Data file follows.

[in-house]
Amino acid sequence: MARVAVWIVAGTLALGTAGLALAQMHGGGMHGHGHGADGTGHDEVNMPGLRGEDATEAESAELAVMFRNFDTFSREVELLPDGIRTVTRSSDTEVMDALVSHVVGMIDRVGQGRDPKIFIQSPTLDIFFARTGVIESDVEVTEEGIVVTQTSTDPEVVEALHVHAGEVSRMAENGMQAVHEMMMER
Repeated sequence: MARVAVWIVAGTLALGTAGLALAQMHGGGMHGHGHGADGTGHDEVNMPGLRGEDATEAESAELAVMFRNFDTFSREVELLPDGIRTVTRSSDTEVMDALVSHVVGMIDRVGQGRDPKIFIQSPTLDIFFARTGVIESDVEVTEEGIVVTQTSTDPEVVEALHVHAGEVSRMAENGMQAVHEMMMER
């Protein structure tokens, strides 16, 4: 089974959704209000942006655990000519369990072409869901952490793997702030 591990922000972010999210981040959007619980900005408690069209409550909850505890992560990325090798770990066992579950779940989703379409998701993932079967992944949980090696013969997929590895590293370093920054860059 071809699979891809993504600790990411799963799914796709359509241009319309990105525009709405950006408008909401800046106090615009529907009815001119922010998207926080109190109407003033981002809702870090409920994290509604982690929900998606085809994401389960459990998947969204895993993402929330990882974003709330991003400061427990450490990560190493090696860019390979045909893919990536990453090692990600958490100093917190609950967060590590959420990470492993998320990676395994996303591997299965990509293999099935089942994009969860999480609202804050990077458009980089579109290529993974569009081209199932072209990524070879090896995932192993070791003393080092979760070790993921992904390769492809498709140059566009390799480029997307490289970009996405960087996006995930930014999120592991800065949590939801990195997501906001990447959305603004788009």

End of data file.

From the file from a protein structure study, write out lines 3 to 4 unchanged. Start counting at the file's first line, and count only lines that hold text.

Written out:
Repeated sequence: MARVAVWIVAGTLALGTAGLALAQMHGGGMHGHGHGADGTGHDEVNMPGLRGEDATEAESAELAVMFRNFDTFSREVELLPDGIRTVTRSSDTEVMDALVSHVVGMIDRVGQGRDPKIFIQSPTLDIFFARTGVIESDVEVTEEGIVVTQTSTDPEVVEALHVHAGEVSRMAENGMQAVHEMMMER
């Protein structure tokens, strides 16, 4: 089974959704209000942006655990000519369990072409869901952490793997702030 591990922000972010999210981040959007619980900005408690069209409550909850505890992560990325090798770990066992579950779940989703379409998701993932079967992944949980090696013969997929590895590293370093920054860059 071809699979891809993504600790990411799963799914796709359509241009319309990105525009709405950006408008909401800046106090615009529907009815001119922010998207926080109190109407003033981002809702870090409920994290509604982690929900998606085809994401389960459990998947969204895993993402929330990882974003709330991003400061427990450490990560190493090696860019390979045909893919990536990453090692990600958490100093917190609950967060590590959420990470492993998320990676395994996303591997299965990509293999099935089942994009969860999480609202804050990077458009980089579109290529993974569009081209199932072209990524070879090896995932192993070791003393080092979760070790993921992904390769492809498709140059566009390799480029997307490289970009996405960087996006995930930014999120592991800065949590939801990195997501906001990447959305603004788009």